The movie Apollo 13 is a “must see” on my list – in fact, I would find it hard to believe that anyone who reads this has not seen at least a part of it. Some love it because of Tom Hanks. Others are drawn in because it is a true story. However, what won me over was the drama of Apollo 13’s re-entry into earth’s atmosphere (I won’t tell the story here, just in case there is one of those “hard-to-believe” people reading this).

A few decades ago – in what seems to have been a previous life – when youth were a primary focus in my ministry, re-entry was always a topic when away on a retreat. Mountaintop experiences (like retreats) are great, but re-entry into family and life afterwards can be difficult. Because we feel changed, we think everything around us should be different as well. The reality of “nothing else has changed” easily becomes a frustrating downer that not only sucks but can also suck away the value of the retreat and more.

This week, upon returning from a three-day pastors’ conference at Boyne (a mountaintop experience in more than one way), I faced a different set of re-entry issues – namely four days of an over-packed schedule with little to no time to breath. I have made it through day one – anticipated to be the most difficult of the four – and things are looking up for days two through four. It is amazing – once again – to see how God opens doors to make sure that what is most important and urgent in his kingdom takes place. My experience was like that of the psalmist: “I was pushed hard, so that I was falling, but the Lord helped me. The Lord is my strength and my song; he has become my salvation.” (Psalm 118.13-14)

Re-entry in other circumstances can appear to be even more difficult – even impossible. Experiences of betrayal, death and failure often stymie us. We feel isolated … cut off … helpless … with no clue (it feels like no hope) or desire to re-enter. Of course, there are certain relationships where re-entry is not the proper course, but this is never true in our relationship with Jesus.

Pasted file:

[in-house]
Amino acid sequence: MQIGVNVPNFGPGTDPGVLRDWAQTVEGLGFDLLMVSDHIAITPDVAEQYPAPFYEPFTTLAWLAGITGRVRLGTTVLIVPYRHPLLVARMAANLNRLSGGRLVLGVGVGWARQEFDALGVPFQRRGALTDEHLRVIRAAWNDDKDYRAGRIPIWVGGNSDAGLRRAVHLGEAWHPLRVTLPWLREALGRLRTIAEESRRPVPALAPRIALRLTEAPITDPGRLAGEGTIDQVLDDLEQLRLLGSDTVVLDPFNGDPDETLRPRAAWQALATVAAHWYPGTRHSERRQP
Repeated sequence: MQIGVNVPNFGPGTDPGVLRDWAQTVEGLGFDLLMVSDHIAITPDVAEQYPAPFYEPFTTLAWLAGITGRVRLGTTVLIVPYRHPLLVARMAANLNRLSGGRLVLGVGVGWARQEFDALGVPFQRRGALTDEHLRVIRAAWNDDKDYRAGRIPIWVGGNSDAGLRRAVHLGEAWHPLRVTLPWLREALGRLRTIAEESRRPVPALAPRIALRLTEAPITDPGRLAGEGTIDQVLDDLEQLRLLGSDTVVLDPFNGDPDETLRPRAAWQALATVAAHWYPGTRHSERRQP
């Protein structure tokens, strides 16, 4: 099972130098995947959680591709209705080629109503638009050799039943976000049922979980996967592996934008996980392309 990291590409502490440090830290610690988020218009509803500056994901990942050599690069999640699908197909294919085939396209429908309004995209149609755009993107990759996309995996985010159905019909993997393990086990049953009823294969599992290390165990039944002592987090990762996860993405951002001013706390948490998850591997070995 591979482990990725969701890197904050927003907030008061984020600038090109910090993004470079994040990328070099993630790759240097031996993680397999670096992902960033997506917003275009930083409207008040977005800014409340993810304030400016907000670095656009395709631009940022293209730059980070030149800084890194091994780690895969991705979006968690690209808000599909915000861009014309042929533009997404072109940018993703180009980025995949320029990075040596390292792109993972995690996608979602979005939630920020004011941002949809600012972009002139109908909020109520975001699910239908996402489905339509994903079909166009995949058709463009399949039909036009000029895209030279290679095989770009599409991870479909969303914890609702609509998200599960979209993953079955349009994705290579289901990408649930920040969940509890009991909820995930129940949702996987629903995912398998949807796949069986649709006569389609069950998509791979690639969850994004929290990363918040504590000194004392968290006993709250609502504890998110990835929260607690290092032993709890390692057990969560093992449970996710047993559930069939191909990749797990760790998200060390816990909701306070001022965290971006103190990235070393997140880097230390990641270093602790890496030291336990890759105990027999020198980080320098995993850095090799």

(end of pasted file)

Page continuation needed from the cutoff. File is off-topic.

And because of this, he gives us a re-entry prayer custom made for those days: “Open to me the gates of righteousness, that I may enter through them and give thanks to the Lord. This is the gate of the Lord; the righteous shall enter through it. I thank you that you have answered me and have become my salvation. The stone the builders rejected has become the cornerstone. This is the Lord’s doing; it is marvelous in our eyes. This is the day that the Lord has made; let us rejoice and be glad in it. Save us, we pray, O Lord! O Lord, we pray, give us success! Blessed is he who comes in the name of the Lord! … You are my God, and I will give thanks to you; you are my God; I will extol you. Oh give thanks to the Lord, for he is good; for his steadfast love endures forever.” (Psalm 118.19-29)

I understand that this prayer may be a little long for some of you, but it’s worth the time to pray at the beginning of every day … for each dawn brings its own re-entry experiences to us all. And, even though some are better or easier than others, our Lord Jesus has a singular identical goal every time – that we enter each new experience with him, empowered by his Spirit to say, “This is the day that the Lord has made; I will rejoice and be glad in it.” Your “re-entry backout” may be longer than the six minutes experienced by Lovell, Haise and Swigert, but the ending Jesus offers will far surpass your expectations.